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Dooyeweerd’s New Critique was published by Presbyterian and Reformed Publications during the early 1970s and was almost given away at one time.

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Another treasured collection I have is the six volumes of The Works of John Knox, published by Banner of Truth.I supposed that if Banner were to publish the London telephone book, I would want a copy.  There books are quality on the inside and out.

But it is not just the quality, shelf appeal, and grandness of this set as a collection of boards, ink, and paper.  These are the works of the Other John of the Protestant Reformation.  We are talking John Knox, who was as much an influence on American history as was George Washington. (Debate or consider that statement later.)  Knox was a trench fighter, a survivor, a front line Reformer.  Scotland, or at least the Scotland of the 1500’s-1600’s, bears his brand, but he was also pivotal in Reformation battles in England and in Continental Europe.

It is incredible that he survived imprisonment on a Spanish galley ship.  Even more incredible is his surviving numerous conflicts with the reigning powers of both England and Scotland, particularly Queen Mary Stuart.

How did such a man ever find time to read, think, write, and preach?

We might have expected a volume or two of his works to survive, but we have six large volumes.  Okay, one of them does contain a biography, but even then, we have lots of Knox material to taste, chew, and even digest.

I am currently reading his largest work, which is titled History of the Reformation in Scotland.  It extends through the first two volumes of this set.  I suspect it will take quite a while and may never be completely read by this poor pilgrim.  But whether I get through 50 pages or 500 or all 3824 pages, I will find quite a bit that will delight, inform, correct, and encourage me.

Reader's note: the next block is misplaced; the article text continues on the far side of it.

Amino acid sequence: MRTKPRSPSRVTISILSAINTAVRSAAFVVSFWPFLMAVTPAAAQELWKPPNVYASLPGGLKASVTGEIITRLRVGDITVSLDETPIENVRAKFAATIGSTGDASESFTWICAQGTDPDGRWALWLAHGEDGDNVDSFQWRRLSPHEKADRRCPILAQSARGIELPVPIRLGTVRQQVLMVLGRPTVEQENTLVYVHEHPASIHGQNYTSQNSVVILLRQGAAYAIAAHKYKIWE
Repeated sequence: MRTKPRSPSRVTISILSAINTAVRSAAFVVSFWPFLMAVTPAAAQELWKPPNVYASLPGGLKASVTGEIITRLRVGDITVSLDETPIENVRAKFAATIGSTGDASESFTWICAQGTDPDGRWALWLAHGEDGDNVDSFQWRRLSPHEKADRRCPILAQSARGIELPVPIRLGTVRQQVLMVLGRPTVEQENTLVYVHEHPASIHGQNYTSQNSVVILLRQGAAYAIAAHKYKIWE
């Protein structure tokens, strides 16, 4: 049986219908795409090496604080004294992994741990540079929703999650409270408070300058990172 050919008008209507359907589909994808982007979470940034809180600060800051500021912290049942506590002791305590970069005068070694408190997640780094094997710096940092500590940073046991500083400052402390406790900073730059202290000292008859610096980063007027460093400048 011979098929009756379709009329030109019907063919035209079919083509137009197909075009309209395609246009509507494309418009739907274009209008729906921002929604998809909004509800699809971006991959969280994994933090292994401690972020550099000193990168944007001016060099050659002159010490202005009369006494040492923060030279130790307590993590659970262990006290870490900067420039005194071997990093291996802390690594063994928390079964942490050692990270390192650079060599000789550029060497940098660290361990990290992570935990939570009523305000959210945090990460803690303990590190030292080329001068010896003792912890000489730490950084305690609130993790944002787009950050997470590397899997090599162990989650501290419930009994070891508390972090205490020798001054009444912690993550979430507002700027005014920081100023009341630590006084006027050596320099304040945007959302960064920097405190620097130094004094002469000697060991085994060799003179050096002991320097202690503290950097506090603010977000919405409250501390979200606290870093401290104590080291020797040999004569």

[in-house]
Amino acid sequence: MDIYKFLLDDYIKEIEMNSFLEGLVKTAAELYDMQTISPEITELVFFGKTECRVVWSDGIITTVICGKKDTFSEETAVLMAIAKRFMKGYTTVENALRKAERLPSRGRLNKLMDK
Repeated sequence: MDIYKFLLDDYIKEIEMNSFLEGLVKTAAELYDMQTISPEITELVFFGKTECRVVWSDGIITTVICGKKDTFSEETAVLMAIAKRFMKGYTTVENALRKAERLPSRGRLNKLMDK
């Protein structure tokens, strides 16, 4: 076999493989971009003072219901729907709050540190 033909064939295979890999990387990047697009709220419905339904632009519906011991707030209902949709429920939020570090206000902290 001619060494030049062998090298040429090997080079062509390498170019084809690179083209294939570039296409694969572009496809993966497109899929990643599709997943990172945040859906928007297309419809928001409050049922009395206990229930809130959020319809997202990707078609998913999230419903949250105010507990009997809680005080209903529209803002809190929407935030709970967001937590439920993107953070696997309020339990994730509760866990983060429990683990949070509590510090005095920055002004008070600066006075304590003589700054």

There is a further obstacle to reading these books.  The language of Knox, which precedes the King James Bible and is dominated by Scotification (to coin of word) of the English language.  Reading Knox is not as difficult as reading Chaucer in the original, but more difficult that reading the KJV or Shakespeare.  The key to breaking the language and spelling code is reading it aloud and phonetically.  When sounding the words out, most of them become readily familiar.  This does raise the challenge level for these books, but it also adds to the beauty and setting.

It should be noted that anyone wanting to read Knox’s account of the Scottish Reformation can do so in a shorter and modernized version, found HERE and also published by Banner.

I will conclude this brief discussion of The Works of Knox with a few quotes which I enjoyed during my morning readings.  I am beginning in the midst of a sentence and the preceding portion was a list of charges brought against Scots who had begun seeing great flaws in the Medieval Church.

“By these Articles…may appeir how mercyfullie God hath looked upoun this Realme, reteanying within it some sponk of his light, evin in the tyme of grettast darkness.”                                                                                                                                                                                                                       Amen, and may God retain some “sponk of his light” on us in our time.

Speaking of his mentor/hero and martyr Patrick Hamilton, Knox said, “The zeall of Goddis glorie did so eat him up, that he could of no long cintinuance remain thair (in Wittenberg, Germany), bot returned to his countrie (Scotland, whair the brycht beames of the trew light which by Goddis grace was planted in his harte, began most aboundantlie to burst forth.”

From A Brief Treatise of Mr. Patrick Hamilton, Knox’s mentor, as found in Volume 1:
“The Gospell, is as mooche to say, in our tong, as Good Tydingis: lyk as everie one of these sentences be–
Christ is the Saviour of the world.
Christ deid for our synnes.
Christ offerred him selve for us.
Christ bare our synnes upoun his back.
Christ bought us with his blood.
Christ woushe us with his blood.
Christ was maid dettour for our synnes.
Christ hath maid satisfictioun for us and for our synne.
Christ is our rychteousness, oure wisdome, our goodness.
Christ is ouris, and all his.
The Father of Heavin hath forgevin us for Christis saik.”